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Clowney's season mystifying to watch
We never know how we’d react to a winning lottery ticket. I was in a pizza joint in Chicago Wednesday, and the guys behind the counter were talking about it. One joked that he’d buy a Ferrari and keep delivering pizzas in it for a week before disappearing. The other guy said he’d buy a business.
That’s my theory, anyway. It has become sport to play psychologist with Clowney, who returned to South Carolina’s practice Wednesday. What is wrong with him?
I talked with longtime Dallas Cowboys player personnel chief Gil Brandt Wednesday. Brandt, who modernized the scouting business, theorized that Clowney is getting bad advice, possibly from an agent. Brandt feels that Clowney is hurting, and that someone has convinced him it would be better not to play than to show NFL scouts what 75 percent of him looks like.
“Let me just say it this way,’’ Brandt said. “Over the years, incidents have been brought to my attention by players who said they were advised by agents that if they’re not 100 percent healthy, don’t play.
“There are some wannabe inexperienced people that are not capable of giving advice, but want to be thought of as people that know a lot.’’
Hello Jay Z?
That’s a good theory. Most people think Clowney is trying to save himself for next year, not risk injury and cost himself money.
To me, it’s the lottery ticket he won in January. His ticket?
The Hit in the Outback Bowl against Michigan. That knocked the incentive right out of Clowney.
I thought The Hit would spur him on to get his 20 sacks, become the most dominant defensive player in generations and finally, finally, become the first all-defensive Heisman Trophy winner.
So I misread the contrast between Manziel and him at the SEC media days in July. While Manziel was out with rap stars and LeBron and jetting around everywhere to every party, every club, everywhere he could be seen, we hadn’t heard a peep from Clowney.
I asked him at the time what he had done all offseason.
“Really, hang out,’’ he said. “I did a lot of hanging out this summer. Taking trips with my friends. But when it’s time to work, it’s time to work. I am back and started working out.’’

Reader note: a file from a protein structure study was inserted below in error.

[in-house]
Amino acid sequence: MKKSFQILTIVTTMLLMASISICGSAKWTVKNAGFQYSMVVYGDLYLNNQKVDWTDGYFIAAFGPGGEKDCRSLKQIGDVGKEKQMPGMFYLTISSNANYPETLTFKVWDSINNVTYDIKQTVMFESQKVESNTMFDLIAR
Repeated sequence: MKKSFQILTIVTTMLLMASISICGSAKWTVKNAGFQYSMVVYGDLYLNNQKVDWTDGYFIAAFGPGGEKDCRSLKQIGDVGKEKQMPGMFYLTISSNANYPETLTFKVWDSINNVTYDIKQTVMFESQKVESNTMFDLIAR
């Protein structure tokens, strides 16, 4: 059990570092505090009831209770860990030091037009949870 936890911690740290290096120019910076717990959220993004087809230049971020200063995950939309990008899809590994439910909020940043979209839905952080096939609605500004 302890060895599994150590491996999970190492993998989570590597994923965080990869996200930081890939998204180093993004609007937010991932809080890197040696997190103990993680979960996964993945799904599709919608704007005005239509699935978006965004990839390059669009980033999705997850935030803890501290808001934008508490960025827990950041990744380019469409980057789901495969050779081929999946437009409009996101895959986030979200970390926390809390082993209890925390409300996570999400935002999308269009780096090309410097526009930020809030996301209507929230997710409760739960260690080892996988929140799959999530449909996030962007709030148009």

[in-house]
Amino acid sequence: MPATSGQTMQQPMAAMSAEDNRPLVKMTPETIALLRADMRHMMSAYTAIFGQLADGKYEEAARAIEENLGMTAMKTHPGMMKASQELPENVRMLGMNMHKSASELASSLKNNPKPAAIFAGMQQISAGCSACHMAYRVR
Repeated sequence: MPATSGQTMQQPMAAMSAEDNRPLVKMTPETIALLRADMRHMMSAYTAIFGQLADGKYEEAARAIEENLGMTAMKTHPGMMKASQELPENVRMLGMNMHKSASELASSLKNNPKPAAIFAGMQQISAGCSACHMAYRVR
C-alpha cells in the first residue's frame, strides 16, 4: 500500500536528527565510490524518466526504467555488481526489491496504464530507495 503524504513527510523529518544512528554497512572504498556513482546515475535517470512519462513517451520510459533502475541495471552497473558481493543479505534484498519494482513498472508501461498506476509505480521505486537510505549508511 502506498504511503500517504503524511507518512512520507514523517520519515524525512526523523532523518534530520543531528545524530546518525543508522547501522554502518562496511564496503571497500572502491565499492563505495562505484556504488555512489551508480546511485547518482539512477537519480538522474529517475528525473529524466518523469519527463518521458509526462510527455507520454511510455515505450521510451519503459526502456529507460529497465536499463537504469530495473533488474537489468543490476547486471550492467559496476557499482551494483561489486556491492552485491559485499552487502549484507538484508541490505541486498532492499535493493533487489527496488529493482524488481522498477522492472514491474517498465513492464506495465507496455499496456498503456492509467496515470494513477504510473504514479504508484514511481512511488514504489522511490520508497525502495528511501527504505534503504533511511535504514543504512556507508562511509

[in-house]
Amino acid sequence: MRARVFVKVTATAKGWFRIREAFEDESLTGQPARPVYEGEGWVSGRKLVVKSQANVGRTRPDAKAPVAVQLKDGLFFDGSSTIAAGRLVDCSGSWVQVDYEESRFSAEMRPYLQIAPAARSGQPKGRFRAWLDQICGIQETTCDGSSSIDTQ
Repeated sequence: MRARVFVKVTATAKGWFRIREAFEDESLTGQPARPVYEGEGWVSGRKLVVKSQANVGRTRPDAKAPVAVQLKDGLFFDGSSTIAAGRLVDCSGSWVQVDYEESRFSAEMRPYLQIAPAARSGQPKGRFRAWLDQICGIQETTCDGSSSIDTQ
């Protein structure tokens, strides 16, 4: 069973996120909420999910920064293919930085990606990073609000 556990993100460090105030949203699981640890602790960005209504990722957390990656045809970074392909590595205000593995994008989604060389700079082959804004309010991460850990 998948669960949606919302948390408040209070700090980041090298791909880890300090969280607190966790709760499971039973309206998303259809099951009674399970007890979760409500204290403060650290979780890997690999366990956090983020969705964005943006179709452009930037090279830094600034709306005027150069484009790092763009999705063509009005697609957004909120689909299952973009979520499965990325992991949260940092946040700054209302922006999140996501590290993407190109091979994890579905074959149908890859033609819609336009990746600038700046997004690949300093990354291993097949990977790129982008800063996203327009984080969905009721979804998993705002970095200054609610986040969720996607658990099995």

You just never know what a person’s nature would make him do with the pressure off. Clowney had to wait another year to go to the NFL, and really didn’t have much left to play for.
So he sat down.
When Manziel won his lottery ticket, he went the party route. That was because he thought that this was his big moment. He didn’t believe his greatness would last into the NFL. I still think that’s what Manziel was doing.
But I thought Clowney knew his big moment wasn’t coming until he got to the NFL, and was focused on it. Wrong. His focus was gone.
“I’m not sure why a guy 30 minutes before gametime says `I’m not playing,’ but didn’t get any treatment,’ ’’ Brandt said. “It’s hard to figure things out.
“As you watch Clowney, he’s not playing bad. But he’s not playing up to No. 1-in-the-draft expectations.’’
So he has hurt his stock already in the draft?
“No, it’s not hurting him in the draft,’’ Brandt said. “It’s too early to tell you where a player’s going to fall. I don’t think anyone penalizes somebody for a bad day. We all have them.
“First thing you do is call the trainer at South Carolina and say `Which games was he hurt in?’ You total the whole season, then what you have to look for is characteristics and traits significant for success.’’
But those traits are going to start being in question soon. And Brandt did say Clowney didn’t come back this season in good enough shape.
Look, here’s how it went for Clowney. He had The Hit in the bowl game. Then, he heard discussion of whether he would be smarter to come back and play this year or to just sit out a year and wait to be eligible for the NFL draft.
He wore out during the season opener against North Carolina, though it was roughly 1,000 degrees that night. After the Georgia game, he complained about how coaches were using him, saying he should be moved around on the defensive line so that other teams can’t scheme around him so easily.
He missed practices the next week with bone spurs in his foot. He needed an IV before the Central Florida game, and now he waited till the last minute before the Kentucky game to tell coaches he couldn’t play because his ribs were hurting.
Spurrier isn’t getting enough credit for how he’s handling this. He is lightly needling Clowney publicly, but not going overboard or ripping him. He’s trying to get Clowney to find his own desire.
But this just doesn’t look like a guy who’s dying to play. He’s the kid who keeps missing school every day with a headache, a sore throat, the sniffles.
He’s also like the tall kid who basketball coaches see in the hall at school and put on the team. Since his childhood, Clowney was always headed for the NFL, but he was just the big kid the coaches – and the community – demanded was going to play football.
If it’s not burning inside him, people are telling him to sit out and he has already won the lottery, then maybe he can still get it back when he goes to the NFL next year. But for now, maybe we shouldn’t be too surprised by the next owie.
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